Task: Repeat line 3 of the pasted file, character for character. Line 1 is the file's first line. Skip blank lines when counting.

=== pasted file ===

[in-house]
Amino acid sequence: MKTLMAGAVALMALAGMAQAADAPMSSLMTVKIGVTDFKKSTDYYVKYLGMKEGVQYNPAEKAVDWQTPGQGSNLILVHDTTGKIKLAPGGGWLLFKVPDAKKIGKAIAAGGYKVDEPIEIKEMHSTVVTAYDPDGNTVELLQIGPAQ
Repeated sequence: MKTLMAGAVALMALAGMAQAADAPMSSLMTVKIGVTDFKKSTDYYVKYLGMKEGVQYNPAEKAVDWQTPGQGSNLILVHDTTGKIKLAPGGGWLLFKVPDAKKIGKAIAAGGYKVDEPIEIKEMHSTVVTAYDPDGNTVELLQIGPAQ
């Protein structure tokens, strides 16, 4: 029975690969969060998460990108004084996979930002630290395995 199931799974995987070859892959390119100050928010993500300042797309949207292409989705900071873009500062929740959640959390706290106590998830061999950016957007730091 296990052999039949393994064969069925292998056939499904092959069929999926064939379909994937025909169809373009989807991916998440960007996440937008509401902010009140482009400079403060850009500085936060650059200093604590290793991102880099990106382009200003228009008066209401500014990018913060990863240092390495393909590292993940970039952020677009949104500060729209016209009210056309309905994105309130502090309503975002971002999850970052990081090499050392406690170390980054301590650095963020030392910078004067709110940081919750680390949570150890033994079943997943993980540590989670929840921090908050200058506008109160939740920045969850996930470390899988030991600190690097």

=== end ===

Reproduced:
Repeated sequence: MKTLMAGAVALMALAGMAQAADAPMSSLMTVKIGVTDFKKSTDYYVKYLGMKEGVQYNPAEKAVDWQTPGQGSNLILVHDTTGKIKLAPGGGWLLFKVPDAKKIGKAIAAGGYKVDEPIEIKEMHSTVVTAYDPDGNTVELLQIGPAQ